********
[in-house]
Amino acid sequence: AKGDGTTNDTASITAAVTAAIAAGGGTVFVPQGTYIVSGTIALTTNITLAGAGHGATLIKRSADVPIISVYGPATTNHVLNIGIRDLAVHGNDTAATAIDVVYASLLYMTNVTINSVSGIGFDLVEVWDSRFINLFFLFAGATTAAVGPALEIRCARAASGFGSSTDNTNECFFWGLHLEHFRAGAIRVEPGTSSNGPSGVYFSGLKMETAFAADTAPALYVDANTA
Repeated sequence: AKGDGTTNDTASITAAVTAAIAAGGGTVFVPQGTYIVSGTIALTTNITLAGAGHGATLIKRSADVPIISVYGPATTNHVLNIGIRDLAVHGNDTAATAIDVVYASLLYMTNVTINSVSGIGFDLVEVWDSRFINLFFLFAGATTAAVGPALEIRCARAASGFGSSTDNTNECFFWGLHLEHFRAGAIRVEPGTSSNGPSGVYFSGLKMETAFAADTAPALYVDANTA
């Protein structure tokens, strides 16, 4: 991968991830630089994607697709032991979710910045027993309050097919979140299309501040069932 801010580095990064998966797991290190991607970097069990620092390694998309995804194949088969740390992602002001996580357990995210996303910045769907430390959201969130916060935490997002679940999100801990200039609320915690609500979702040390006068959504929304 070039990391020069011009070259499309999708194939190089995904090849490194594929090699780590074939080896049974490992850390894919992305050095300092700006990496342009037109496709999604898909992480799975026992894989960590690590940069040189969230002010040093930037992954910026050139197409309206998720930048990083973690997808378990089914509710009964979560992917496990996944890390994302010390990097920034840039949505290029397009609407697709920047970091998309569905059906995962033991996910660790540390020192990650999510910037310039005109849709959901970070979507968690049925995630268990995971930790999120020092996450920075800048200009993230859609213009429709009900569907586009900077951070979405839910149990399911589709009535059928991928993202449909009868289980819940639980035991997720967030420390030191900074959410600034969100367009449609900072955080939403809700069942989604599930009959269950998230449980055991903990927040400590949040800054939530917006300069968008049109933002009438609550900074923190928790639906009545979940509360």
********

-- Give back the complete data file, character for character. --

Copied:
[in-house]
Amino acid sequence: AKGDGTTNDTASITAAVTAAIAAGGGTVFVPQGTYIVSGTIALTTNITLAGAGHGATLIKRSADVPIISVYGPATTNHVLNIGIRDLAVHGNDTAATAIDVVYASLLYMTNVTINSVSGIGFDLVEVWDSRFINLFFLFAGATTAAVGPALEIRCARAASGFGSSTDNTNECFFWGLHLEHFRAGAIRVEPGTSSNGPSGVYFSGLKMETAFAADTAPALYVDANTA
Repeated sequence: AKGDGTTNDTASITAAVTAAIAAGGGTVFVPQGTYIVSGTIALTTNITLAGAGHGATLIKRSADVPIISVYGPATTNHVLNIGIRDLAVHGNDTAATAIDVVYASLLYMTNVTINSVSGIGFDLVEVWDSRFINLFFLFAGATTAAVGPALEIRCARAASGFGSSTDNTNECFFWGLHLEHFRAGAIRVEPGTSSNGPSGVYFSGLKMETAFAADTAPALYVDANTA
């Protein structure tokens, strides 16, 4: 991968991830630089994607697709032991979710910045027993309050097919979140299309501040069932 801010580095990064998966797991290190991607970097069990620092390694998309995804194949088969740390992602002001996580357990995210996303910045769907430390959201969130916060935490997002679940999100801990200039609320915690609500979702040390006068959504929304 070039990391020069011009070259499309999708194939190089995904090849490194594929090699780590074939080896049974490992850390894919992305050095300092700006990496342009037109496709999604898909992480799975026992894989960590690590940069040189969230002010040093930037992954910026050139197409309206998720930048990083973690997808378990089914509710009964979560992917496990996944890390994302010390990097920034840039949505290029397009609407697709920047970091998309569905059906995962033991996910660790540390020192990650999510910037310039005109849709959901970070979507968690049925995630268990995971930790999120020092996450920075800048200009993230859609213009429709009900569907586009900077951070979405839910149990399911589709009535059928991928993202449909009868289980819940639980035991997720967030420390030191900074959410600034969100367009449609900072955080939403809700069942989604599930009959269950998230449980055991903990927040400590949040800054939530917006300069968008049109933002009438609550900074923190928790639906009545979940509360």